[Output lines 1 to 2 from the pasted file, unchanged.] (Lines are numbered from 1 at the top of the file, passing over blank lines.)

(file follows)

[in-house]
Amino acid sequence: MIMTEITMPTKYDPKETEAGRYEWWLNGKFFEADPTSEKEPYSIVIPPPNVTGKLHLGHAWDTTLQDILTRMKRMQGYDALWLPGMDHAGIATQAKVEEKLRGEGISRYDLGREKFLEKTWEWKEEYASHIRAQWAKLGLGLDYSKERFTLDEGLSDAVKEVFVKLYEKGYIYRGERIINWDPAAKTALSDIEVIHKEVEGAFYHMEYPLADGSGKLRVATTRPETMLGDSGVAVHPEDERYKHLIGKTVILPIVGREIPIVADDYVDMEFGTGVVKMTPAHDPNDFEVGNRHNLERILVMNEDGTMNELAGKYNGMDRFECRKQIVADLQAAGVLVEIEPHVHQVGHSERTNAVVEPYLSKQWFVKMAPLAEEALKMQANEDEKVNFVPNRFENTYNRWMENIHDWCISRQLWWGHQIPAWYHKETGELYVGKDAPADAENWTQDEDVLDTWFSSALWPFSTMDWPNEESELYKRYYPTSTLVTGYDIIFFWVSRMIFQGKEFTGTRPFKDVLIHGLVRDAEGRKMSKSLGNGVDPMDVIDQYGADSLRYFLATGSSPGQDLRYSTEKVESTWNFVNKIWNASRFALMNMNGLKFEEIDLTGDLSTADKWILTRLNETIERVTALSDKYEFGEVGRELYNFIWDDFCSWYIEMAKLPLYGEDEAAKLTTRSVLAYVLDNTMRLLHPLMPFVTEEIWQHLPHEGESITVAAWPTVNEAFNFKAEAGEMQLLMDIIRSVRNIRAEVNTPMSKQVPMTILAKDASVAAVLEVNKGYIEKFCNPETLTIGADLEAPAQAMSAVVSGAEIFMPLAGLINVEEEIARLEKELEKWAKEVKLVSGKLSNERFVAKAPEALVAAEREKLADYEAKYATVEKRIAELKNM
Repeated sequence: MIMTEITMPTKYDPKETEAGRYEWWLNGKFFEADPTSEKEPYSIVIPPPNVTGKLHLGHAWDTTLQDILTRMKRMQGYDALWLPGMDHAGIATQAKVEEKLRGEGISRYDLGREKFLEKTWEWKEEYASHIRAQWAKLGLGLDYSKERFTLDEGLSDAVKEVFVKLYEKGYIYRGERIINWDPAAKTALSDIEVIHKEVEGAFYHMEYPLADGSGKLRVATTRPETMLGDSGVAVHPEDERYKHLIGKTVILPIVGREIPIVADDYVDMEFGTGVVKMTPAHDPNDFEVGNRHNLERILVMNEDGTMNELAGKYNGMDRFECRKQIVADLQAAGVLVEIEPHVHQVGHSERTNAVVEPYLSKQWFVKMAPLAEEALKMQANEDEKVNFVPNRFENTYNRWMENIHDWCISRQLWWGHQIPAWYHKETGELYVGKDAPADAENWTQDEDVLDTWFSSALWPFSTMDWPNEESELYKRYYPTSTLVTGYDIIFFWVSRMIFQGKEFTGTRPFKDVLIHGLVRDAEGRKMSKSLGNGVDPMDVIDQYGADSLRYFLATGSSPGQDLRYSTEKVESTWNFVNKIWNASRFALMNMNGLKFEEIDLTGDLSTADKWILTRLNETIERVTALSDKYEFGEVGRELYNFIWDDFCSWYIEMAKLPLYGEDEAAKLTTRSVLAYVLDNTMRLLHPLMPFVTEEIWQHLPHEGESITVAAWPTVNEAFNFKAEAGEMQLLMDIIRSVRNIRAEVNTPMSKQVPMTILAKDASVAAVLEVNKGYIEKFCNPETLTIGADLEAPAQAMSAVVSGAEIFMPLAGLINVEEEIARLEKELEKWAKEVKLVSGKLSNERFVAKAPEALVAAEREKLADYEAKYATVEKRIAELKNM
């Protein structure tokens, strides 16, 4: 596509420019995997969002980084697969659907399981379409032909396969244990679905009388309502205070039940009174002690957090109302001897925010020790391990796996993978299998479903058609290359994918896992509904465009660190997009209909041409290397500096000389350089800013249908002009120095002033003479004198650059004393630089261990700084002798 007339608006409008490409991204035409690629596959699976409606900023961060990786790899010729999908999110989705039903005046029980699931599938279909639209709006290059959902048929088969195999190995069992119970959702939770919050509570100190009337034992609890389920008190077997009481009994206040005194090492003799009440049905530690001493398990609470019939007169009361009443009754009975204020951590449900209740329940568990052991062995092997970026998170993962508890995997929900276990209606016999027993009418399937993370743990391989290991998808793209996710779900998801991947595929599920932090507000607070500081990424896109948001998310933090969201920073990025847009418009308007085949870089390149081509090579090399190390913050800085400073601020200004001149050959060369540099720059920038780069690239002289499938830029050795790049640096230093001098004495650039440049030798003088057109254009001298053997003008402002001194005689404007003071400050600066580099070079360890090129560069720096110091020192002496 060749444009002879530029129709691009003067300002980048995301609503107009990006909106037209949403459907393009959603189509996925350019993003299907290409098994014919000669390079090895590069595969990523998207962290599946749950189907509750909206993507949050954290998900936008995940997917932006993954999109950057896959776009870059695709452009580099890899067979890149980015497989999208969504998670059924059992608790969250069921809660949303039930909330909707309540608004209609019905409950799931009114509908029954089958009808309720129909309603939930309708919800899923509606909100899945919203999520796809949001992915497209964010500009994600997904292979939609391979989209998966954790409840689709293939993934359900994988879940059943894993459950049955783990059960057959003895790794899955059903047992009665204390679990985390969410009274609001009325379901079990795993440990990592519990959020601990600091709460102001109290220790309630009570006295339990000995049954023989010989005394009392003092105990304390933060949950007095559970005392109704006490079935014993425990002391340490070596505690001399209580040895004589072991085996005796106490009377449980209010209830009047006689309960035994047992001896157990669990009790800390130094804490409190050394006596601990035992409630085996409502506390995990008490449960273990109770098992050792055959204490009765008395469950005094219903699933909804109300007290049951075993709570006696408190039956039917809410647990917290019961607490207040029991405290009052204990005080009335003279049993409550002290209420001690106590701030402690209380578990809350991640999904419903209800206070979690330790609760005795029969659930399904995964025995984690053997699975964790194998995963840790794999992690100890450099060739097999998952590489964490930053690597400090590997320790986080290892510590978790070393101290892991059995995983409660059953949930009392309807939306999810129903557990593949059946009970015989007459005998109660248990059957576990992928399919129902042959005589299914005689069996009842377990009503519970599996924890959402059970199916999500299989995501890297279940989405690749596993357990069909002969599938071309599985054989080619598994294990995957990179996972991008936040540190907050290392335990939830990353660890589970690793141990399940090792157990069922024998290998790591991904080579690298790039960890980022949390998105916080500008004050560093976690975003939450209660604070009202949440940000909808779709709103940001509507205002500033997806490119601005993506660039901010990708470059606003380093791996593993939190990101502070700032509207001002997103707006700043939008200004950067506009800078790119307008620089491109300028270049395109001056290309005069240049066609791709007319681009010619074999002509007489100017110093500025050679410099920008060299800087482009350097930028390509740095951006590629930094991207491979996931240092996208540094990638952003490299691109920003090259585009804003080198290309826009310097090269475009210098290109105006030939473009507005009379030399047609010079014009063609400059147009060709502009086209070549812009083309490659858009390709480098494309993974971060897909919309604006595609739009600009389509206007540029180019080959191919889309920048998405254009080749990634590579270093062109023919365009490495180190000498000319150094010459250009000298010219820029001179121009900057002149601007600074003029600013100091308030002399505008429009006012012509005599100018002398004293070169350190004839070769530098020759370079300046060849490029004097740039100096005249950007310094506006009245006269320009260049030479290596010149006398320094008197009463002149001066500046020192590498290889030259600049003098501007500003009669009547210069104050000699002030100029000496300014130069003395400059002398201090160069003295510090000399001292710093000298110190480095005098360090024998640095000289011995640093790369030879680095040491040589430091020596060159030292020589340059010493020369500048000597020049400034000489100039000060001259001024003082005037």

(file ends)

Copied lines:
[in-house]
Amino acid sequence: MIMTEITMPTKYDPKETEAGRYEWWLNGKFFEADPTSEKEPYSIVIPPPNVTGKLHLGHAWDTTLQDILTRMKRMQGYDALWLPGMDHAGIATQAKVEEKLRGEGISRYDLGREKFLEKTWEWKEEYASHIRAQWAKLGLGLDYSKERFTLDEGLSDAVKEVFVKLYEKGYIYRGERIINWDPAAKTALSDIEVIHKEVEGAFYHMEYPLADGSGKLRVATTRPETMLGDSGVAVHPEDERYKHLIGKTVILPIVGREIPIVADDYVDMEFGTGVVKMTPAHDPNDFEVGNRHNLERILVMNEDGTMNELAGKYNGMDRFECRKQIVADLQAAGVLVEIEPHVHQVGHSERTNAVVEPYLSKQWFVKMAPLAEEALKMQANEDEKVNFVPNRFENTYNRWMENIHDWCISRQLWWGHQIPAWYHKETGELYVGKDAPADAENWTQDEDVLDTWFSSALWPFSTMDWPNEESELYKRYYPTSTLVTGYDIIFFWVSRMIFQGKEFTGTRPFKDVLIHGLVRDAEGRKMSKSLGNGVDPMDVIDQYGADSLRYFLATGSSPGQDLRYSTEKVESTWNFVNKIWNASRFALMNMNGLKFEEIDLTGDLSTADKWILTRLNETIERVTALSDKYEFGEVGRELYNFIWDDFCSWYIEMAKLPLYGEDEAAKLTTRSVLAYVLDNTMRLLHPLMPFVTEEIWQHLPHEGESITVAAWPTVNEAFNFKAEAGEMQLLMDIIRSVRNIRAEVNTPMSKQVPMTILAKDASVAAVLEVNKGYIEKFCNPETLTIGADLEAPAQAMSAVVSGAEIFMPLAGLINVEEEIARLEKELEKWAKEVKLVSGKLSNERFVAKAPEALVAAEREKLADYEAKYATVEKRIAELKNM